Issue: 7/02

One of the recurrent themes of these columns over the past couple of years has been the need to encourage the use of modern simulation and analysis tools to aid in the modernization of building drainage system design. It is essential that new solutions be found for some of the oldest problems faced in system design; however, it is also essential that these new solutions be accepted in practice. Perhaps the greatest challenge comes in the introduction of new appliances that imply changes in long accepted design approaches. While our industry rightly considers safety its prime objective, it is important that such concerns are not used to block the discussion, investigation and subsequent possible acceptance of new approaches.


Probably one of the areas where there is the largest divergence between U.K. and U.S., and possibly European, design and installation practice lies in the area of building drainage network venting. Current U.S. and European practice still requires far greater venting provision than that acceptable in the U.K. In the early 1960s, research work at the U.K. Building Research Establishment, the U.K. equivalent of the Center for Building Technology that was part of NBS, now NIST, in Washington, introduced the concept of single stack drainage for multi-story buildings. This dispensed with direct appliance venting, relying on limiting horizontal branch slope, length and diameter, as well as the appropriate sizing of the vertical stack, to ensure trap seal retention. A "modified one-pipe system" evolved, with intermediate cross connections between the wet stack and a parallel vent stack. Real savings in installation cost and materials resulted, with no degradation in safety or system capability, representing a difference of approach to European and U.S. practice.

AAVs: Positives and Negatives

The advent of the air admittance valve in the1980s was welcomed in the U.K. as it removed the necessity to penetrate the roof structure to provide an open termination to atmosphere. Adherents of the air admittance valve claimed that it solved all the venting problems commonly associated with trap seal loss and the ingress of foul air into habitable space. While accepting the value of air admittance valves as a proven means of offsetting trap seal loss due to negative or suction pressures propagating within the drainage system, these were inflated claims. The provision of an air admittance valve provides protection against trap seal loss due to negative transients--it does nothing to prevent trap seal loss due to the arrival of a positive transient. Design guides require an open termination to atmosphere on the main stack in order to protect against the effects of positive pressure transient propagation. Ideally, an air admittance valve can provide local suction pressure protection to groups of appliances connected to the stack.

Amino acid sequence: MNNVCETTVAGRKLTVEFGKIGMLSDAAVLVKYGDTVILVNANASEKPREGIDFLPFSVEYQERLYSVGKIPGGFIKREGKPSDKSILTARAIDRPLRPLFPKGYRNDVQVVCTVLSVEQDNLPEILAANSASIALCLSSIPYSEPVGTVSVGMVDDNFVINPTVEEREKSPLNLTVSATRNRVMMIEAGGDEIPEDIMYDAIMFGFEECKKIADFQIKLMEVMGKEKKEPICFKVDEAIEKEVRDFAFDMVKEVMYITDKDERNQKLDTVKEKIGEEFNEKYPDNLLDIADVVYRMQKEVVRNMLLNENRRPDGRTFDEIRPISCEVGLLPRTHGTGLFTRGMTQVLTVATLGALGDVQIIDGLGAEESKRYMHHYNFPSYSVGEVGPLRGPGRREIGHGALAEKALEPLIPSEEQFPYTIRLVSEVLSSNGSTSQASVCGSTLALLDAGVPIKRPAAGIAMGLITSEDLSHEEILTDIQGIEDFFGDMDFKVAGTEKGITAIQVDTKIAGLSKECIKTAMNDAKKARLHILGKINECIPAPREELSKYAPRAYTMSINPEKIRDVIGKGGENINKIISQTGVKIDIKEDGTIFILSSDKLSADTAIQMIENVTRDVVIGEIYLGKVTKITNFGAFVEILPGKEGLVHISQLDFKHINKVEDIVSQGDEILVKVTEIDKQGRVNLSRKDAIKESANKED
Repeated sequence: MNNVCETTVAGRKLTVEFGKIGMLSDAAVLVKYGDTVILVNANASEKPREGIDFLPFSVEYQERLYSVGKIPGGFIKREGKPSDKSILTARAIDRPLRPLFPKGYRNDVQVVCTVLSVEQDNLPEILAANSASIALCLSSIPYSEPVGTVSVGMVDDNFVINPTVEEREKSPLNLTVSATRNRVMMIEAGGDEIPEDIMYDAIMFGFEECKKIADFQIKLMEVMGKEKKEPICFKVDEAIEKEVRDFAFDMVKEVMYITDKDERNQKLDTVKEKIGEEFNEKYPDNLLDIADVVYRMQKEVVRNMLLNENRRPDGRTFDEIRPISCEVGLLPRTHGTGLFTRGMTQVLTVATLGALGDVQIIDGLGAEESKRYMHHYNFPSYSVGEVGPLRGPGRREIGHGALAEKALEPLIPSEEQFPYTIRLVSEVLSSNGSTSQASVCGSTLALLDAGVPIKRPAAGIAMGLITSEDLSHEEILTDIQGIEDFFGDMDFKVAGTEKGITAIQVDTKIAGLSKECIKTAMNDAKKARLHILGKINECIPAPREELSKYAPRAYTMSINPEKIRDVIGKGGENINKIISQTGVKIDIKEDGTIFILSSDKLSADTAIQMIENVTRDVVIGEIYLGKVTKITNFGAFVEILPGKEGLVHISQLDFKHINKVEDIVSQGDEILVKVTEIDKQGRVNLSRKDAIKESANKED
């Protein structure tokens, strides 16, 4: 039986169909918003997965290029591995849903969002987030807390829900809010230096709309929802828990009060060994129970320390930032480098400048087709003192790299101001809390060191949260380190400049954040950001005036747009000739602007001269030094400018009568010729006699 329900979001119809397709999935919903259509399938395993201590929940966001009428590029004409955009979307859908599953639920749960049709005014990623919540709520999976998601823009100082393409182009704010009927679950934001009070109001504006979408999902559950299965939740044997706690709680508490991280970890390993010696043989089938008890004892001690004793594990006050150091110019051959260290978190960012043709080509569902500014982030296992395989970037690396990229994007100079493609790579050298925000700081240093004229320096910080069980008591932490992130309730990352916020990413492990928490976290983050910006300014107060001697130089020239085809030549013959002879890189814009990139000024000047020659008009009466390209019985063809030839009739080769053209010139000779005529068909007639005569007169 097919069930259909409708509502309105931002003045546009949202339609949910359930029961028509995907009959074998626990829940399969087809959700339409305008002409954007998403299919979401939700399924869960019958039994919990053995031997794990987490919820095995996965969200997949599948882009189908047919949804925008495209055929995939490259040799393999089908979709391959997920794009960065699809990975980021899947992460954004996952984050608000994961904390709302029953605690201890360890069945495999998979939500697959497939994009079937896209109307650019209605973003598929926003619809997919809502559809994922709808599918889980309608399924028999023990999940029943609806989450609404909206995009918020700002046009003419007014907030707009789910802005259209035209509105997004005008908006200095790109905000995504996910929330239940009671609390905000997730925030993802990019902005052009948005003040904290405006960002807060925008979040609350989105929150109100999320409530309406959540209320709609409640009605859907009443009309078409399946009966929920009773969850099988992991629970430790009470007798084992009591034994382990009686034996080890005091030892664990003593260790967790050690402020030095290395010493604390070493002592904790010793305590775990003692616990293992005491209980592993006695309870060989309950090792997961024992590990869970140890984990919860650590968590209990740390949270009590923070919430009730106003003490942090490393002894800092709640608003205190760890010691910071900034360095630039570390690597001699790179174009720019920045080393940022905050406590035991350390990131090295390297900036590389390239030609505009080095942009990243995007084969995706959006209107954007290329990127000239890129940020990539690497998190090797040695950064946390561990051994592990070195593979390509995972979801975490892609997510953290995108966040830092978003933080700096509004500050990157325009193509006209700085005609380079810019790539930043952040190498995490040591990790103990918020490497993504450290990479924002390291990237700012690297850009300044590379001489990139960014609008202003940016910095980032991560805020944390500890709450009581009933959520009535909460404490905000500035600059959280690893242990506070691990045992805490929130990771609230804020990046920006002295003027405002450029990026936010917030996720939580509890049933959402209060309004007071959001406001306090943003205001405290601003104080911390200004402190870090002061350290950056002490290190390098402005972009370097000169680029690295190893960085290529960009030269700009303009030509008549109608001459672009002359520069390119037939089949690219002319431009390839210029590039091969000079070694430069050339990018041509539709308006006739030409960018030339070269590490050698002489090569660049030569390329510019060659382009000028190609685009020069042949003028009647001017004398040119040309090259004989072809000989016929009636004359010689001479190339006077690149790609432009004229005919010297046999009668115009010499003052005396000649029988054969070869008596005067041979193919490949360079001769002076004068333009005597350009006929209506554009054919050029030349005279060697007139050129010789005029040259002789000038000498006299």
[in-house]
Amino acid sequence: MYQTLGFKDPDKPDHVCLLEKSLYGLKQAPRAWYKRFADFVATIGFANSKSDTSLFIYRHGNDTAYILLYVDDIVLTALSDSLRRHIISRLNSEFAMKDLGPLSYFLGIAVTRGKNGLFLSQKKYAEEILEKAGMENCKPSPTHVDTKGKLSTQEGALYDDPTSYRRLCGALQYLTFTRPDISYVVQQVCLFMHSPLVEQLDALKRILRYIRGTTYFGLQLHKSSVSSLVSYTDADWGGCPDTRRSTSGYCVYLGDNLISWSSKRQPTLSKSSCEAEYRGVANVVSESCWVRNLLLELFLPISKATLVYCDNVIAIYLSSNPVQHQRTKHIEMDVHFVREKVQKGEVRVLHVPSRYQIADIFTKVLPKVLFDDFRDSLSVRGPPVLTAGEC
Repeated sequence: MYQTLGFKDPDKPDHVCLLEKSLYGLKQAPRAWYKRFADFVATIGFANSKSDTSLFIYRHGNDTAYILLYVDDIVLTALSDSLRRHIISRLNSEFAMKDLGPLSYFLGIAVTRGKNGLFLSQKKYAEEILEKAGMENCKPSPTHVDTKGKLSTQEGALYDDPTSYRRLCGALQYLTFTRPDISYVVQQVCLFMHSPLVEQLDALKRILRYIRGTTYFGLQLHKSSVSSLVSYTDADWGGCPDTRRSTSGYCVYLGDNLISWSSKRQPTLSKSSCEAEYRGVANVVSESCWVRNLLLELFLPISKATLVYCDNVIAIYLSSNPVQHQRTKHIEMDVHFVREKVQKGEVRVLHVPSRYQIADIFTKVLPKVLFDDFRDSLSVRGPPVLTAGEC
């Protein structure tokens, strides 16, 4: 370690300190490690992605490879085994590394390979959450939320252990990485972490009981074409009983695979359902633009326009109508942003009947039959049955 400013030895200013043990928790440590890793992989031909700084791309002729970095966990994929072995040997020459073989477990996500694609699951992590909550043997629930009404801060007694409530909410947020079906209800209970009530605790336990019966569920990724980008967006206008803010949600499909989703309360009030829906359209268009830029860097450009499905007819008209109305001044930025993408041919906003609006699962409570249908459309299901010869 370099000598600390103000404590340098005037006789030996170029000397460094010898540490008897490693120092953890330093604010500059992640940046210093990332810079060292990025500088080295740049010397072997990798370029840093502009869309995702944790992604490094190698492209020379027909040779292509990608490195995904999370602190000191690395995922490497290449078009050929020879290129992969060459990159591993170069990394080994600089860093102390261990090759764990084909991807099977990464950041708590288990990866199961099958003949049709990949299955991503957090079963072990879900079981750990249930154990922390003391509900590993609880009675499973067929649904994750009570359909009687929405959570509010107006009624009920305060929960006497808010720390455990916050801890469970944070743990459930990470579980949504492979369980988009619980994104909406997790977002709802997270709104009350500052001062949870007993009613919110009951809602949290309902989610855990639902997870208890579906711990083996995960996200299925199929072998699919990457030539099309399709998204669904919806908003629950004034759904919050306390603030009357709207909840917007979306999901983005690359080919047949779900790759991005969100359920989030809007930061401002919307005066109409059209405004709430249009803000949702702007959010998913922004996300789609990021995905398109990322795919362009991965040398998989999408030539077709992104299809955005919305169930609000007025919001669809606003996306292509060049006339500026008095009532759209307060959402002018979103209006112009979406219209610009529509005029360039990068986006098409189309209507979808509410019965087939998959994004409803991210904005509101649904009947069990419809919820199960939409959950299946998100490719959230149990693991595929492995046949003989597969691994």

Positive pressure transients are generated when stack surcharge cuts off the entrained airflow path. Once propagated, the positive transient will travel throughout the network, being both transmitted and reflected at any branch or branch-to-stack junction. Arrival at a trap seal will initiate displacement of the trap water up into the appliance and possible passage of foul air. Similarly, arrival at an air admittance valve results in AAV closure and a positive reflection of the transient, as the closed valve appears as a dead end. Arrival at last at an open termination generates a negative reflection or relief pressure wave that propagates back through the network. However the positive pressure transient has already done damage, as its passage affected all the system traps to the open termination--which would normally be remote from the most common surcharge site at the base of the vertical stack or at any offsets in the stack.

Positive pressure transients obey all the laws of wave propagation. They travel at the acoustic speed in air--around 320 m/s or 1050 ft/s--and their magnitude following an instantaneous stoppage of airflow travelling at 1 m/s would be in excess of 40 mm water gauge. Thus, a surcharge that destroys an entrained airflow in excess of 8 liter/s in a 100 mm diameter stack will put at risk trap seal retention.

New Solutions for Pressure Surge

While lecturing on water hammer and pressure transient courses in the wider area of engineering applications of pressure surge, I used to "wind up" my students by suggesting that the best way to take out a pressure surge was to drill a hole in the pipe. While not a practical solution, this is a route to a solution of the positive pressure transient discussed here and a potential new solution to one of drainage design's oldest problems. If that hole is not to atmosphere but to a collapsed bag within a containment vessel, then the transient is intercepted and trap seals lying between the surcharge site and the open termination of the network will be protected.

Ongoing research at Heriot-Watt has led to the development and patenting of such a device. A 4-liter collapsed bag provides the necessary protection, inflating to absorb the pressure transient. Severe transients would be handled by multiple attenuators distributed up the stack. That is the easy part. Whether the introduction of such appliances will be acceptable lies in the future. Acceptance can only follow site trials and lengthy discussions with code bodies and will require an understanding that new solutions are necessary if old problems are not to remain a permanent part of the drainage system design landscape. It remains to be seen whether such an understanding is a "bridge too far."